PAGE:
Detroit economy | Michigan Radio
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Detroit economy

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The city of Detroit should see a half percent to one percent increase in job growth in the next five years, according to a University of Michigan forecast.

That may not seem like much, but it's a faster pace than the forecast for the state's job growth. 

Elishia Jayye/Unsplash

There won’t be a national recession in the next couple of years, and Michigan should see some moderate job growth, continued low unemployment, and even a rise in local incomes. At least, that’s what economists from the University of Michigan are predicting in their big 2020 forecast, which they presented to Lansing in November.

University of Michigan

Nearly ten years after the Great Recession, an economist says the 2018 forecast is bright for Michigan -- as long as we don't compare it to places that are doing even better.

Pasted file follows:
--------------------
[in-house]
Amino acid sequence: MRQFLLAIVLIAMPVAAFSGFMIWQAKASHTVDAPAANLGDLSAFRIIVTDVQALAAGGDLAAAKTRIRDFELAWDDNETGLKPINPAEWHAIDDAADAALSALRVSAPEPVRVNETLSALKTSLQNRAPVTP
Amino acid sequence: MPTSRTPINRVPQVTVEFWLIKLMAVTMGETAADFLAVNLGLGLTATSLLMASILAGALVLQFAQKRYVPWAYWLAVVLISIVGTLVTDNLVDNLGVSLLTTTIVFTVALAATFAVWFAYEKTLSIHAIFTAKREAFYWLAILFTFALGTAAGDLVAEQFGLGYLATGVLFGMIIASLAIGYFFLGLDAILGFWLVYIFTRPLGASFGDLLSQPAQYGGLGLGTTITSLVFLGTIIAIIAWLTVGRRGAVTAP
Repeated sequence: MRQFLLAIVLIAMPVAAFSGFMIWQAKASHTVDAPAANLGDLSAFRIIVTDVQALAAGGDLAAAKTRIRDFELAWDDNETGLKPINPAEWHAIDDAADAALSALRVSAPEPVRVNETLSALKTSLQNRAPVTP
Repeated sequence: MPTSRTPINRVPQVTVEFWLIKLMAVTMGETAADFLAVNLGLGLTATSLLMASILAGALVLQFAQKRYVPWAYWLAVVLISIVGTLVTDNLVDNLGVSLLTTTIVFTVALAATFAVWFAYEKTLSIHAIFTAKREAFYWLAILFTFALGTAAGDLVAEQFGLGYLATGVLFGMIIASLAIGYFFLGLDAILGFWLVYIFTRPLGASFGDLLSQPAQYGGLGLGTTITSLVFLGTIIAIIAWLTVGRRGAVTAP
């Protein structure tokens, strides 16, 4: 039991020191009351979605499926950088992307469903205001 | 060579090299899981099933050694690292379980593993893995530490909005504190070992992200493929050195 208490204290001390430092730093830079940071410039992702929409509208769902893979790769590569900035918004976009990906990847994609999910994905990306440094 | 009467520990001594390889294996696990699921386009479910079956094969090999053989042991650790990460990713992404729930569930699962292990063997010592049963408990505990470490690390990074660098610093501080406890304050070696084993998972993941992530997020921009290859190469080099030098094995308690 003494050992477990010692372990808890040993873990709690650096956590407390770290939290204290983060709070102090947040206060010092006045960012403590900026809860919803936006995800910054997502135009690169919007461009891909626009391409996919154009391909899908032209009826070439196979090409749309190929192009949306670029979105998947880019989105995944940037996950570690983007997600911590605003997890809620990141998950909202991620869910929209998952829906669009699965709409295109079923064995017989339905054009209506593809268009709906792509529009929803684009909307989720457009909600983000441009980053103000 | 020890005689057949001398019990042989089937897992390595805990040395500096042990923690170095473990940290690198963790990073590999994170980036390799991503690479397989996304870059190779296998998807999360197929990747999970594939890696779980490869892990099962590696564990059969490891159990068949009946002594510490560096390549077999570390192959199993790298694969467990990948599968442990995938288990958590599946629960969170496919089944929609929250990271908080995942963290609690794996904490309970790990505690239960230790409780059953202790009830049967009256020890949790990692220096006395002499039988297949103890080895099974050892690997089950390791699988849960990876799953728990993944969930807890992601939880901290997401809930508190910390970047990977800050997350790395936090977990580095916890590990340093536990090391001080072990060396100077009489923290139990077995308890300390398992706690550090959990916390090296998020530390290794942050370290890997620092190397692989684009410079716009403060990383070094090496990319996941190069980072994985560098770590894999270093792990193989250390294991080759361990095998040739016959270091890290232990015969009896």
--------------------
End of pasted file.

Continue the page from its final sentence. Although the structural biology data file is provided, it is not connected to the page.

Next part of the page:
Tom Jackson is an economist with IHS Markit. He says Michigan will see job growth in computer programming and other high tech fields related to vehicle automation.

The state's economy also benefits from its strong public universities.

Just grade the state on a curve, he urges. Job growth will be more robust in southern states like Florida and Texas and Western states like Arizona and Nevada.

Lester Graham

In Detroit, jobs are scarce. Money is short.

That has led to an underground economy that one Detroit reporter calls a “gift economy.”

Valerie Vande Panne’s piece is titled “Life Without Money in Detroit’s Survival Economy.” 

USGS GLSC Dive Team, Michigan Sea Grant

There are 12 toxic hot spots in Michigan called Areas of Concern.

These are places in the Great Lakes basin where pollution and development have damaged the ecosystems.

The Detroit River is on this list. Before the Clean Water Act, industries on the river treated it as a dumping ground – think waste in the billions of gallons.

Paul Engstrom / Skillman Foundation

Detroit Mayor Mike Duggan is asking Detroit area businesses to offer at least 5,000 summer jobs in 2015 to Detroit teens and young adults.

He addressed more than 100 business leaders yesterday at the Detroit Regional Chamber of Commerce.  

"For every dollar a business puts in to employ a young person, the mayor will match," said Kristen McDonald of the Skillman Foundation, one of the sponsors of the newly re-launched Grow Detroit's Young Talent program.